Human Interest

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The gate to Fran Elliott?s Sedona acreage opens and an incoming vehicle is greeted by a half-dozen blurs of yellow incited by wagging tails and shaking hindquarters — excited and panting golden retrievers approach the car from all sides.

By Nate Hansen
Larson Newspapers

The gate to Fran Elliott?s Sedona acreage opens and an incoming vehicle is greeted by a half-dozen blurs of yellow incited by wagging tails and shaking hindquarters — excited and panting golden retrievers approach the car from all sides.

Elliott, a 20-year resident of Sedona, is the director of the Hairy Angel Foundation. The purpose for her organization is to provide service dogs for autistic children.

Elliott appears on the circular driveway. With a kind command followed by praise, she calls the dogs to return and heel.

?Welcome,? Elliott says, smiling.

Peabody, a female puppy, leans into a stranger?s leg, yearning for attention.

Pet her, Elliott encourages. These service dogs thrive on love, she says.

Elliott?s foundation incorporated as a 501(c)(3) nonprofit in Sedona 12 years ago. It began after she discovered the comforting benefits an autistic child received from one of her furry friends.

She says she can?t explain the connection, but for some reason the golden retrievers and children find a common bond.

?They provide unconditional love, exercise, a sense of responsibility, protection and are used by the children?s therapists in animal assistive therapy,? Elliott adds.

Gary DeGeronimo Sr. is the shelter manager for Humane Society of Sedona. In addition to his duties with various breeds of animals at the shelter, he trains the foundation?s ?puppy raisers.?

Puppy raisers are the surrogate parents and supply a foster home until training is complete and the puppies are placed with families in need.

Elliott says puppy trainers are located in Sedona, Scottsdale and as far away as South Carolina.

Carol Browne, from Dallas, is raising her fourth service dog, Pumpkin.

?Autistic kids have a tough time hooking up emotionally but, somehow, the kids and the dogs have a connection,? Browne says proudly.

?The key is to understand the dogs and the process,? Elliott begins.

There?s a three-month period of housebreaking that Elliott is in charge of at her Stoneman Lake property. Afterward, the golden retriever puppies are given to puppy raisers.

Once the puppy raisers receive the basics from DeGeronimo, it?s up to the temporary owners to spend adequate time with the dogs to develop ?socialization.?

Elliott says the dogs need to learn to go into restaurants, movie theaters and travel on airplanes — anywhere an autistic child or family would venture.

?Bed-training? is an advantage that Browne trains her dogs to perform, she says. She says autistic children have the tendency to get out of bed in the middle of the night, but with the dog in bed with them, they have a better chance of staying put and safe.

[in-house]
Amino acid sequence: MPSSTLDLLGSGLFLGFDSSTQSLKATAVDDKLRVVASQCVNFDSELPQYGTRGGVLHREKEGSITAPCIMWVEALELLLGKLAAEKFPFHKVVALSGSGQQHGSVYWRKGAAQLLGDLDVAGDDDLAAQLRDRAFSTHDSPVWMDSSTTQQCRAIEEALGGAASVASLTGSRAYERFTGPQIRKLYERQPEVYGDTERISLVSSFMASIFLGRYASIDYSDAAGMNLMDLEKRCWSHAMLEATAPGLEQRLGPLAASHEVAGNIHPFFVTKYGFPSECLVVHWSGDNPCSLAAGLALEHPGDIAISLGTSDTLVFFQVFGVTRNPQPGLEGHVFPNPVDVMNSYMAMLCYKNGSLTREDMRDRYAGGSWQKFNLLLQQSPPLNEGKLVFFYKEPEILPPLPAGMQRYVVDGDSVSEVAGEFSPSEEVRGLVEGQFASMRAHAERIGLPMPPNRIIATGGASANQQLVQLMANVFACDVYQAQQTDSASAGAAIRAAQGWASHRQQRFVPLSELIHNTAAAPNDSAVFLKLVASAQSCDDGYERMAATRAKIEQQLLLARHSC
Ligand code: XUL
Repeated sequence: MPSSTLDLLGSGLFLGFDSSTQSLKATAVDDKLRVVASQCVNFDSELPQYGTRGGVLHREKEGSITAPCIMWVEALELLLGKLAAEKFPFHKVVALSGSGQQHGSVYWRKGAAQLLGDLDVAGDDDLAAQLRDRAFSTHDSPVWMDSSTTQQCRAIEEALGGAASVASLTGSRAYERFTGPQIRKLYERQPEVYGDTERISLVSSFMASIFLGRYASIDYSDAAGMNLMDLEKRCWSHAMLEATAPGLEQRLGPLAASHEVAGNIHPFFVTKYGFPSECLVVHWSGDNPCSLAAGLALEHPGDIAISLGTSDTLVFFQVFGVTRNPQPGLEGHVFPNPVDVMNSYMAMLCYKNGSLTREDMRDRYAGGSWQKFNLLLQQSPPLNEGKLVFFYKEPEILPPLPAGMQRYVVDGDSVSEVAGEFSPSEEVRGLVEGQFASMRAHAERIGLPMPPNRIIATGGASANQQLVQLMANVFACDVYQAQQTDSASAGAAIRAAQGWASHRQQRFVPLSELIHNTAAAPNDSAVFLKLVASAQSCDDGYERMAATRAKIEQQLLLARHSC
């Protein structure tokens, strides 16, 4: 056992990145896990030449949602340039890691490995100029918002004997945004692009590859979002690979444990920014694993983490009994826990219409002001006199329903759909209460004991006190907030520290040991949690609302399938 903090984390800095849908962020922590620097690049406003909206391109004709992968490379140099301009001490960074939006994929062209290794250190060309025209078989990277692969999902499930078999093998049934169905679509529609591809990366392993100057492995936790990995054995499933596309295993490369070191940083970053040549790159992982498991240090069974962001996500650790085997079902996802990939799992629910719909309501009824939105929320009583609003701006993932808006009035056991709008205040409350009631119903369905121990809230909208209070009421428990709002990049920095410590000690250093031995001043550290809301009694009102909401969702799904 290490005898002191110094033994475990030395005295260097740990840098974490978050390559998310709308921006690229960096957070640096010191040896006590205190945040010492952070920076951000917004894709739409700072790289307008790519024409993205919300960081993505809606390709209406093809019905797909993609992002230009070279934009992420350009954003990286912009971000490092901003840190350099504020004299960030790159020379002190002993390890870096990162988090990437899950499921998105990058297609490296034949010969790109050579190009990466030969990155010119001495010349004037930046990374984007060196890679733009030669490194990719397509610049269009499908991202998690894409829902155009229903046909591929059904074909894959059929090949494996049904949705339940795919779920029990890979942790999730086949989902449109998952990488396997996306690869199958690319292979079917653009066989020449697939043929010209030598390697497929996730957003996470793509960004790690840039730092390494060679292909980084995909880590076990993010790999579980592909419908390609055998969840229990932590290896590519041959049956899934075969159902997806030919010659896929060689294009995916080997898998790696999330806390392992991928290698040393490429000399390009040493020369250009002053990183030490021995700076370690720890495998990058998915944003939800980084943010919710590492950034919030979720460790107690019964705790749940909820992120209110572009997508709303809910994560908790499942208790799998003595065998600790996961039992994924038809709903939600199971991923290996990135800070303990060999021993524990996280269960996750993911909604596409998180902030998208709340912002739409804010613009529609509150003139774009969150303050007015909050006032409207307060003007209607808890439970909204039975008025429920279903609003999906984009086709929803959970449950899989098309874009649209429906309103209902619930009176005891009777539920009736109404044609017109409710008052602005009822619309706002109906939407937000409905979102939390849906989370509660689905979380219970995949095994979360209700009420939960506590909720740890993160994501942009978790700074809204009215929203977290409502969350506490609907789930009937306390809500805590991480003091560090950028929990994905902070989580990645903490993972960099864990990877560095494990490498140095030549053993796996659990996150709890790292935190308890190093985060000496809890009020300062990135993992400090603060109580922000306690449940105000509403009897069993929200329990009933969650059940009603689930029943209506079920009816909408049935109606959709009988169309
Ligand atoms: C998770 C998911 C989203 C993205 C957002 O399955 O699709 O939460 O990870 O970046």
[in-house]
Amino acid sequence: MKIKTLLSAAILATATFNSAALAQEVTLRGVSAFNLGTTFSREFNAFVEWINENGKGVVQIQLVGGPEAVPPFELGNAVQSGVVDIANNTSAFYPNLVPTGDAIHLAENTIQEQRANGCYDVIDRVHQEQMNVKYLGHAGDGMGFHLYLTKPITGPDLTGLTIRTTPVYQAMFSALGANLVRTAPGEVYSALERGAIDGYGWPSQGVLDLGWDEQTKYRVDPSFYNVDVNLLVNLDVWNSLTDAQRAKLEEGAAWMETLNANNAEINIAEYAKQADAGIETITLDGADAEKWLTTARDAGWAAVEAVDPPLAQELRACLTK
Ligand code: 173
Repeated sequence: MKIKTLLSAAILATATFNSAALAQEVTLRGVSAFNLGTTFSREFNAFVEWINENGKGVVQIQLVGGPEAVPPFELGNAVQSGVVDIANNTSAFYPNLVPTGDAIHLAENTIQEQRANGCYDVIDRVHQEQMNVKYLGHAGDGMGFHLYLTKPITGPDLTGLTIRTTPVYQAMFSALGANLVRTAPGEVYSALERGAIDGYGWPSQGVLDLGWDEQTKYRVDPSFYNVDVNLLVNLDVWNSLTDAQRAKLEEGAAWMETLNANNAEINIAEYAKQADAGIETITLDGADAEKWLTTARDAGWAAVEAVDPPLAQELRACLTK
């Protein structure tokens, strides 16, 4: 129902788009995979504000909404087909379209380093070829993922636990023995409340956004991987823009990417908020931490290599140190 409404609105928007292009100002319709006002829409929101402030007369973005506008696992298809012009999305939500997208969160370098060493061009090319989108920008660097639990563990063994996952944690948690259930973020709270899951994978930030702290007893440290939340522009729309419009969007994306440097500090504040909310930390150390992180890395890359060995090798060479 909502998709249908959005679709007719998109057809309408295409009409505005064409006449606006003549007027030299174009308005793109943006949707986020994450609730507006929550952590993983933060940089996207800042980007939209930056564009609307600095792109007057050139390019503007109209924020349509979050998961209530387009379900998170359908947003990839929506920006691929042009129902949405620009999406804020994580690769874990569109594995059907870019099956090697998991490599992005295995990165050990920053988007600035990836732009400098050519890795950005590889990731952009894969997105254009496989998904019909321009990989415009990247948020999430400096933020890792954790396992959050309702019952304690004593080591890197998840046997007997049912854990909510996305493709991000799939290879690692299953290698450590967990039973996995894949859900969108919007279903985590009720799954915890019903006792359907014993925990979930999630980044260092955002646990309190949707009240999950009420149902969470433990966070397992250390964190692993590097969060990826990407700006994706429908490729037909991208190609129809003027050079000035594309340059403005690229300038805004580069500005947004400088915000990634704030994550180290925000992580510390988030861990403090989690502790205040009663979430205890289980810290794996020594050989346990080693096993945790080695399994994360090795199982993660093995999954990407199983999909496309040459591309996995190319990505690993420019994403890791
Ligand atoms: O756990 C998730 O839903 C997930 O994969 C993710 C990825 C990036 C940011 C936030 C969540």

Fortunately, the Americans with Disabilities Act of 1990 allows puppy raisers to take service dogs everywhere. Elliott says it?s against the law to discriminate against a person due to a service dog, regardless if it?s an animal in training.

The service dogs wear vests which can signal to others some children have special needs and tolerance may be required, she adds.

Elliott urges people living in single-family households with one or no pets to take on the cause.

?Intimate settings are perfect,? she says.

According to Elliott, the Hairy Angel Foundation is one of two organizations in the nation to breed, raise and train golden retrievers for this purpose.

The foundation is also an all-volunteer organization and first in the United States to provide the service at no charge.

More than two decades ago, Elliott worked for an organization in New Jersey that bred golden retrievers as service dogs for blind people.

She left shortly after realizing the organization was charging up to $35,000 per service dog.

?This is done out of love, not an agenda,? Elliott says.

Elliott?s foundation doesn?t pay any salaries, nor does it apply for grants. Elliott says she feels it?s wrong to profit from a service that is necessary and should be free.

The Hairy Angel Foundation advertises strictly by ?word-of-mouth.?

According to Elliott, there isn?t a Web site nor any promotional material floating around to advertise. The organization isn?t even listed in the phonebook.

Elliott admits she ?bribes? puppy raisers by giving them a golden retriever from the next litter once their puppy is placed in a home.

This is how Browne happily received her ?keeper puppy,? Elbie.

Since the beginning, Elliott can proudly say she is the great-great-grandmother to golden retrievers servicing autistic children around the nation.

Families with children diagnosed with autism, called ?Forever Families,? are located in Los Angeles, Virginia, Maryland, New Mexico and Colorado.

This March and April, Elliott will place seven of the foundation?s last 13 puppies with their Forever Families. She says that in April and May, the current graduating class of ?goldens? will go to families in Phoenix and Prescott.

Although she is aiding families everywhere, she says she wants to make sure Sedona families are aware of what the organization offers.

Whether a puppy raiser or family in need, the Hairy Angel Foundation is begging to make a difference.


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